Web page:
The first windvane steering system

The first windvane steering system, rather ironically, was installed on a motorboat. Frenchman Marin Marie used an oversized windvane connected to the rudder by lines to steer the 14 m / 46 ft motor yacht Arielle during his spectacular 18-day single-handed crossing from New York to Le Havre in 1936. His windvane steering system is now on display at the Musée de la Marine in Port Louis.

British sailor Ian Major took Buttercup single-handed from Europe to the Antilles in 1955 using a small windvane to control a trim tab mounted on the main rudder. This was the most common system in the early days of windvane steering. It was also in 1955 when Englishman Michael Henderson fitted a personal creation, nick-named "Harriet, the third hand", to his famous 17-footer Mick the Miller. His approach was to centre the main rudder and use the windvane to move a small, additional rudder blade. The system was a complete success and was able to handle more than half the steering duties. Bernard Moitessier also chose a trim tab for Marie Thérèse II in 1957, and used a simplified version of the same system on Joshua from 1965 onwards. In this second version, the windvane was fastened directly to the shaft of the trim tab.

The starting gun of the first OSTAR (Observer Singlehanded Transatlantic Race) in Plymouth on the 11 June 1960 signalled the real beginning of the windvane steering era. Without some form of self-steering, none of the five participants - Frances Chichester, Blondie Hasler, David Lewis, Valentine Howells and Jean Lacombe, could have reached the finish.

Frances Chichester's first windvane gear, christened "Miranda", consisted of an oversized

windvane (almost 4 m / 43 ft 2 ) and a 12 kg / 26,5 lb counterweight, and was connected directly to the tiller via lines and turning blocks. However, the giant windvane turned out to have anarchic tendencies, and Chichester was soon contemplating a change to the windvane/rudder proportions.

Aboard Jester, Blondie Hasler was using the first servo-pendulum gear with differential gearing. David Lewis and Valentine Howells both used simple trim tab systems driven directly by a windvane. Jean Lacombe used a trim tab gear, developed jointly with Marcel Gianoli, which had a variable transmission ratio.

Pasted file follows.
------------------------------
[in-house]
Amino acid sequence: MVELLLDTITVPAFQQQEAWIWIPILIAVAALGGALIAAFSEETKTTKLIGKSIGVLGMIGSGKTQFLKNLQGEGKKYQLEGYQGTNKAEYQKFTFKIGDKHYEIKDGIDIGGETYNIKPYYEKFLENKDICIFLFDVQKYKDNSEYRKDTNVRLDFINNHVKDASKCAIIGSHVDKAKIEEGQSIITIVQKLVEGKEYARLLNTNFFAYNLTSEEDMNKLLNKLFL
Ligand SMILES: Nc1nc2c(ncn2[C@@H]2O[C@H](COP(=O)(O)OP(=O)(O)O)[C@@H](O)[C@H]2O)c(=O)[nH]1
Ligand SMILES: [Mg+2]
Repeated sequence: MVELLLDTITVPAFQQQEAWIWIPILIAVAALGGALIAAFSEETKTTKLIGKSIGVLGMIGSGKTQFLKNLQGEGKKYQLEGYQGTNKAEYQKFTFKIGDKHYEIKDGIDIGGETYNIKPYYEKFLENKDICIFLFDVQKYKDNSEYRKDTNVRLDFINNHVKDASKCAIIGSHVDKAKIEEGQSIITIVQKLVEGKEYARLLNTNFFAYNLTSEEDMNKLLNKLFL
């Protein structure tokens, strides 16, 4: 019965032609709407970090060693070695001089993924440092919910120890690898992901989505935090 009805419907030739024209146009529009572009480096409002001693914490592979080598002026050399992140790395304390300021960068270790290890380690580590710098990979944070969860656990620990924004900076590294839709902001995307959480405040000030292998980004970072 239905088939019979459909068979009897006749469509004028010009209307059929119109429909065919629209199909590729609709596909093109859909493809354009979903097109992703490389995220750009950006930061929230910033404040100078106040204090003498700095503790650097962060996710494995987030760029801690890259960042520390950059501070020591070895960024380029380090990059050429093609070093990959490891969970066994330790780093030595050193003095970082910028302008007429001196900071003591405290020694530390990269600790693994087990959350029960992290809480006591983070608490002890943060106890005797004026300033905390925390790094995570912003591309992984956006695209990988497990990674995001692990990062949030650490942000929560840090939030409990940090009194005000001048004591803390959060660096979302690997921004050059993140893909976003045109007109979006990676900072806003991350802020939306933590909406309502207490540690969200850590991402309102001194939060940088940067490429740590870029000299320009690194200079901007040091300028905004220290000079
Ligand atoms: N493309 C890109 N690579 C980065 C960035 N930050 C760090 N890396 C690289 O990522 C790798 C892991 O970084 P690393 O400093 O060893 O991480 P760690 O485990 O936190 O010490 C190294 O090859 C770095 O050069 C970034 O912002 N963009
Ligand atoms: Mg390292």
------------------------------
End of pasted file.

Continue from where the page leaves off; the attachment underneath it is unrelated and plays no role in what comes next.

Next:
Pendulum Servo Gear
Hasler servo-pendulum system on an S & S 30

Hasler and Gianoli, an Englishman and a Frenchman, were to play a significant role in the development of windvane steering systems. The principles they established are still used today, and we will consider both their systems later on.

The second OSTAR was held in 1964. Once again all the competitors used windvane steering systems, six of them opting for servo-pendulum gears built by HASLER, who had already undertaken a small production run. Windvane steering gears were virtually standard equipment for the 1966 and 1970 Round Britain Races as well, for electric autopilots were still banned.

The field for the 1972 OSTAR was so large that the organisers had to set an entry cap of 100 boats for the 1976 race. Electric autopilots were allowed, but could not be powered by inboard motors or generators. By now, many of the participants were using professionally built windvane steering gears. There were 12 from HASLER, 10 from ATOMS, 6 from ARIES, 4 from GUNNING, 2 from QME, 2 electric, 2 auxiliary rudder gears, 2 from QUARTERMASTER and 1 HASLER trim tab.

The rise of the great solo and short-handed blue water races, none of which would have been feasible without the windvane gear, stimulated the professional development and construction of a wide range of different systems in England, France, Italy and Germany. The early pioneers are still familiar names: HASLER, ARIES, ATOMS, GUNNING, QME and WINDPILOT.

Several factors contributed to the rapid spread of windvane steering systems, in particular the economic miracle of the post-war years, the increasing number of series-built sailing boats and the shift in boat-building away from one-at-a-time construction in wood towards mass-production with modern materials. Sailing was no longer a sport for obsessive loners or the elite, and its popularity was growing.

The first companies producing professionally designed and built windvane steering systems appeared in Britain, France and Germany in 1968, and soon after in the Netherlands. Windvane steering systems and the year they were launched:

1962

Blondie Hasler

Hasler

1962

Marcel Gianoli

MNOP

1968

John Adam

Windpilot

1968

Pete Beard

QME

1968

Nick Franklin

Aries

1970

Henri Brun

Atoms

1970

Derek Daniels

Hydrovane

1972

Charron/Wache

Navik

1976

Boström/Knöös

Sailomat

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How To Have A Perfect Boating Experience

How To Have A Perfect Boating Experience

Lets start by identifying what exactly certain boats are. Sometimes the terminology can get lost on beginners, so well look at some of the most common boats and what theyre called. These boats are exactly what the name implies. They are meant to be used for fishing. Most fishing boats are powered by outboard motors, and many also have a trolling motor mounted on the bow. Bass boats can be made of aluminium or fibreglass.

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